Vancouver mayor wants powers to label some city land 'rental only'
Published Wednesday, November 22, 2017 12:52PM PST
Last Updated Thursday, November 23, 2017 9:10AM PST
Vancouver’s mayor is asking the province to grant him the power to designate certain areas of the city rental-only zones.
It’s part of a 10-year housing strategy that the city unveiled Tuesday that also calls for the construction of some 72,000 new units of housing, two-thirds of them rental.
“We are looking at changes to our zoning and housing policy to get more rental housing in particular to the city,” Mayor Gregor Robertson told reporters. “We have taken action with allowing rental in laneway housing and secondary suites. We need to go beyond that.”
“We’d love to see changes in Victoria that enable us to do rental only zones in the city,” he said.
The hope is by reserving lots near transit hubs for rental housing, rental buildings won’t be crowded out by condominiums, which are more profitable for developers.
Renters are struggling to find space in Vancouver, with average rents of a one-bedroom shooting up to around $2,000 a month, according to the most recent figured from Padmapper, which collects rental housing data from cities across the country.
That means finding a new apartment can become stressful and pricey, said Barbara Warner, who found herself looking for a new two-bedroom apartment last year after her landlord wanted the space.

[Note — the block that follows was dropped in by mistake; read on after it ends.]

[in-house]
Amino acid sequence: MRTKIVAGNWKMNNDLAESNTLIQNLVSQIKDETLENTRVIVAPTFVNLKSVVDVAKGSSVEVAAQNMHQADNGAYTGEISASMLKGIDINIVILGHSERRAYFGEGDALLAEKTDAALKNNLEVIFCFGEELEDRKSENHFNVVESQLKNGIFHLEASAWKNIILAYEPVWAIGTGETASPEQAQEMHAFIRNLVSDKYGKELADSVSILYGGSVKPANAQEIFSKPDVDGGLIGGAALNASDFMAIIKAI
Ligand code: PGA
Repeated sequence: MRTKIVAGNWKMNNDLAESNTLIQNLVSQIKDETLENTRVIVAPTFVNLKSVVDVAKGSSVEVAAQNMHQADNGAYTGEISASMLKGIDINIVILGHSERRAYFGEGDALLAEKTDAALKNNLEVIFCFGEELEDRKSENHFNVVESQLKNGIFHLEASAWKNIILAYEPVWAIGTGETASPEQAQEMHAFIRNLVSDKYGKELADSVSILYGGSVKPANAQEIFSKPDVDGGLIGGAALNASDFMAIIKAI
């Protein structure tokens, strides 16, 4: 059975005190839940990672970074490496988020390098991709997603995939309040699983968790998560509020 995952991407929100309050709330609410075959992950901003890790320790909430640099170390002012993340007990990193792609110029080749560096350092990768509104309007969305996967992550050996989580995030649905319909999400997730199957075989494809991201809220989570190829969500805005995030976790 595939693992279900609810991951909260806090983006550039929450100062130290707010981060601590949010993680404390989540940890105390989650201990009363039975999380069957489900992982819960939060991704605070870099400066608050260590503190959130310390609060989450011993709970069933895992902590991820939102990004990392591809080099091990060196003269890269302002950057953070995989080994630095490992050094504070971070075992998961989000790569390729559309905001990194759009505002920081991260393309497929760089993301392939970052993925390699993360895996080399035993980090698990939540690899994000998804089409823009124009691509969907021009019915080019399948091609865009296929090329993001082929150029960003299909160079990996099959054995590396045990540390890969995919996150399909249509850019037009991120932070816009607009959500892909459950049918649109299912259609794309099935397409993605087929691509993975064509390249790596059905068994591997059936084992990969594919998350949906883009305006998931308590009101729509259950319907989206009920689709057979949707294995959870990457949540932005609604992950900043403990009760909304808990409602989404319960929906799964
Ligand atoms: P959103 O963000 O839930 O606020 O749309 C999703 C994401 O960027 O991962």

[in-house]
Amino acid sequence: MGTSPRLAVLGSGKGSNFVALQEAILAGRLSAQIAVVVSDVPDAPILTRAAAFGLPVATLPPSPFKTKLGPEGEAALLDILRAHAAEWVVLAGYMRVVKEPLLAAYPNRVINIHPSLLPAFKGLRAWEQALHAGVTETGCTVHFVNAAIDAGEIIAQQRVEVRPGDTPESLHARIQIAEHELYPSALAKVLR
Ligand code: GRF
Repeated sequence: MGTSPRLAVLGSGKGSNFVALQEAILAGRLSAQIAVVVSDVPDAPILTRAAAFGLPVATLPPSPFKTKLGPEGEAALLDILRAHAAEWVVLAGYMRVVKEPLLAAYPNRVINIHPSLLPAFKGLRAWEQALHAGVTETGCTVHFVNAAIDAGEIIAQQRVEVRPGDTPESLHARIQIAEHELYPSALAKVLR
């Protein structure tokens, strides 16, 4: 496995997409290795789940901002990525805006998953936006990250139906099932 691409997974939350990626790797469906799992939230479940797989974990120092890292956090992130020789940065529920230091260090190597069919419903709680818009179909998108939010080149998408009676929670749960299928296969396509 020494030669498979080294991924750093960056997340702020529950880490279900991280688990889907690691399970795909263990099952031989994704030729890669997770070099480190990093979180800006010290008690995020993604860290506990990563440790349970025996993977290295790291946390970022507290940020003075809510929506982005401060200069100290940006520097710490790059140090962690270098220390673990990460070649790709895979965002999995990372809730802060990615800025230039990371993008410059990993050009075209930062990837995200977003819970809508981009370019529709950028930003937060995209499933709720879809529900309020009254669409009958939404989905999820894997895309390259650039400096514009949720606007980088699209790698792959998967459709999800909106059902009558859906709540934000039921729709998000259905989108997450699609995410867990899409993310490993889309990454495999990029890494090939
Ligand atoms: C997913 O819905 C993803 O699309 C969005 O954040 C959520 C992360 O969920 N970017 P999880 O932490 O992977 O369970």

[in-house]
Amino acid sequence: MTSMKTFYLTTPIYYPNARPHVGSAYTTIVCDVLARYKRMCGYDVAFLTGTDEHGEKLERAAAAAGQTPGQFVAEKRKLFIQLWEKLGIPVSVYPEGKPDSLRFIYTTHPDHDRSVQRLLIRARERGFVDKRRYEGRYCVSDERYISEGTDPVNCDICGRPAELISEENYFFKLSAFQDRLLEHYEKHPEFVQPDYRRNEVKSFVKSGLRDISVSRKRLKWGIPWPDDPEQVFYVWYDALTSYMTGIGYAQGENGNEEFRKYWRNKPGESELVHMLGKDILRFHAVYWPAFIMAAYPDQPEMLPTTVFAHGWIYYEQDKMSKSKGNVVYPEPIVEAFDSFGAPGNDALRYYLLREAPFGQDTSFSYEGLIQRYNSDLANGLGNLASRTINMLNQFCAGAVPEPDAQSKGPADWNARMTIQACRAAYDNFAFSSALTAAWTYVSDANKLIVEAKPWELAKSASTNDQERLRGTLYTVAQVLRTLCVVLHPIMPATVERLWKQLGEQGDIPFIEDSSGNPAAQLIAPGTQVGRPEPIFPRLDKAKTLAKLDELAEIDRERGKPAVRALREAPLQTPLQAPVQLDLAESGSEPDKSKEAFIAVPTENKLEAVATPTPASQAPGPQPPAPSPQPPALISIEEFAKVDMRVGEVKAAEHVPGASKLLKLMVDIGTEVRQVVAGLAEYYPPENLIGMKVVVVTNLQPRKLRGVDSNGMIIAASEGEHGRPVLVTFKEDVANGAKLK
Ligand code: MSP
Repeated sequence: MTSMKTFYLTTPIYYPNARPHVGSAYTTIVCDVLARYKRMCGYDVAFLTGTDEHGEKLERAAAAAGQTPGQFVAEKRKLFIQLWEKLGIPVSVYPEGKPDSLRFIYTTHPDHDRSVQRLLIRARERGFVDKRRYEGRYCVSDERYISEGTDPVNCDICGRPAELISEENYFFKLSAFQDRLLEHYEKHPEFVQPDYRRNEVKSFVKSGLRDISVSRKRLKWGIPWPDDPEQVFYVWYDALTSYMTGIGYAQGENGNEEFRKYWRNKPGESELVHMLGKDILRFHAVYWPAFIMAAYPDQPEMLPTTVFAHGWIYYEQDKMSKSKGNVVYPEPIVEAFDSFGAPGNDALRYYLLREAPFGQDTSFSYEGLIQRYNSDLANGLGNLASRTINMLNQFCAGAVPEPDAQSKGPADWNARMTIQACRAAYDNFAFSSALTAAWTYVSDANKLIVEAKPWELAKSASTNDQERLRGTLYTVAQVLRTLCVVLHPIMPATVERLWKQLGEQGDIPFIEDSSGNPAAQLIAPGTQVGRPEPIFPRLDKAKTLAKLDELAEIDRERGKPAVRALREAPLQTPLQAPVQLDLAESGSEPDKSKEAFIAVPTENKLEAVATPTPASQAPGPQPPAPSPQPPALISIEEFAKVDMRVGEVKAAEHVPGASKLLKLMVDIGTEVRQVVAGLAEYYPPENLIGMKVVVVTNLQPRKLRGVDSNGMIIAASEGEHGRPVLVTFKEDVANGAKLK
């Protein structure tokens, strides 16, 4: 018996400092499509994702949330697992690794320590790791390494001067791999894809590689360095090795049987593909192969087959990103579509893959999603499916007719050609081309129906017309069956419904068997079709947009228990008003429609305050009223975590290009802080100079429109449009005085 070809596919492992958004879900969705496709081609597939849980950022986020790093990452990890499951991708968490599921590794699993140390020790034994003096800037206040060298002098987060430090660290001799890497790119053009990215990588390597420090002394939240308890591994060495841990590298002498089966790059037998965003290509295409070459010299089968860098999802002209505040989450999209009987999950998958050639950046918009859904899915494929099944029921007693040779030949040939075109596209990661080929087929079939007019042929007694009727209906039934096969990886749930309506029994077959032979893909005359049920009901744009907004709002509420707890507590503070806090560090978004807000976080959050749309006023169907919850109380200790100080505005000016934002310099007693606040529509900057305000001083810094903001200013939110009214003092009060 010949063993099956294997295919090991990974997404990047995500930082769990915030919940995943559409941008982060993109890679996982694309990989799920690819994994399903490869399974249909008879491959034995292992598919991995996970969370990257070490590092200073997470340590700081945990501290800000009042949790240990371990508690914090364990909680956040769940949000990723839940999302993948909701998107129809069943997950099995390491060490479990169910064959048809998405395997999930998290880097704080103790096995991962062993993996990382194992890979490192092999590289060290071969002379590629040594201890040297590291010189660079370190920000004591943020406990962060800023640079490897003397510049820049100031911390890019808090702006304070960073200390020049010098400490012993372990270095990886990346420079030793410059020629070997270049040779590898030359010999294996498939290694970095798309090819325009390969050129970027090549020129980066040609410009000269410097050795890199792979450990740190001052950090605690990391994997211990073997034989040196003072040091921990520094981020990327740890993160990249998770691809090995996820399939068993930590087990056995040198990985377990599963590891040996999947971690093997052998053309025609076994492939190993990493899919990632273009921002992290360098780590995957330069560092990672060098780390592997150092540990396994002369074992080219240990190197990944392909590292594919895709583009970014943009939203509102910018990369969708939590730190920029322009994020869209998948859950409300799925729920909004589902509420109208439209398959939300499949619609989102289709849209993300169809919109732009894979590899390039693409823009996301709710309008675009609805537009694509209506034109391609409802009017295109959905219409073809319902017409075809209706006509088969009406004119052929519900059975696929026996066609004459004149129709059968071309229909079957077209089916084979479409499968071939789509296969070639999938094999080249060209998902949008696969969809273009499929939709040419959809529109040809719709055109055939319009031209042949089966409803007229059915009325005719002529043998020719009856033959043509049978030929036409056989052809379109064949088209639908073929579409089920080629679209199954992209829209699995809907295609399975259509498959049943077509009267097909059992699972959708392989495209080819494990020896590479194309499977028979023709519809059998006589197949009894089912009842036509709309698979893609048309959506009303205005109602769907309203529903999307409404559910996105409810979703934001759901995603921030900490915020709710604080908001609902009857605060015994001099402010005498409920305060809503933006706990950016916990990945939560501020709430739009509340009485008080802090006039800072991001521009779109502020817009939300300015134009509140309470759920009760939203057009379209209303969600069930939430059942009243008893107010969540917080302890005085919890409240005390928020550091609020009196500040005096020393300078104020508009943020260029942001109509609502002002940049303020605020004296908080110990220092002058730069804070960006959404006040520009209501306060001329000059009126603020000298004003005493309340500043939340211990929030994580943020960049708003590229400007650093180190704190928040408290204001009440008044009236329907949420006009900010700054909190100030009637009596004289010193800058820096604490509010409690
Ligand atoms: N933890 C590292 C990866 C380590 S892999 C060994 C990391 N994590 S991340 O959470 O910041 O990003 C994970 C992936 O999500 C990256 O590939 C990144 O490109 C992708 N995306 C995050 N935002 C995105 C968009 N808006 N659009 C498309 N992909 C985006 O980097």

“It was a nightmare. I’m paying $300 more than I was then for the same apartment,” said Warner, who lives in the River District in Vancouver.
One factor behind the pricey pads is decades of too little rental housing being built in the city, observers say.
“The reality is we have a supply shortage. The more supply we have, the more downward pressure it will put on rents. It’s a matter of supply and demand,” said David Hutniak of Landlord BC.
Under current regulations, the city believes it can only allow residential zones and can’t distinguish between rental and ownership housing, said former Vancouver chief planner Brent Toderian.
As a result, condos have edged out rental construction for years, because developers are attracted to the quicker payday.
“If you want them to do rental housing, they’re leaving a lot of money on the table. There’s a huge gap in profit and value between ownership and rental housing,” Toderian said.
The city has made some progress by encouraging the construction of rental housing through incentive programs that make that gap smaller, he said.
“If you could zone for rental you wouldn’t have that problem. Land would price itself. It would be a very powerful policy tool,” he said.
Developers are supportive, said Anne McMullin of the Urban Development Institute, as long as it doesn’t take away from existing approvals.
“If the developer has already purchased the land, and it’s downzoned to rental, it won’t get built because the developer has already paid condo market price for the land,” she said. “If you’re doing it on land that hasn’t yet been upzoned for density, that makes sense.”
Housing Minister Selina Robinson told reporters last week that rental-only zones were one solution being discussed.
“It’s a comprehensive housing strategy with many moving parts and we want to address it holistically,” she said.
The city will also provide a dedicated “Renters Protection Manager,” who can help renters understand their rights; allow six or more unrelated roommates to live together; demand replacement of any rental unit demolished; and continue to give extra height to rental-only buildings.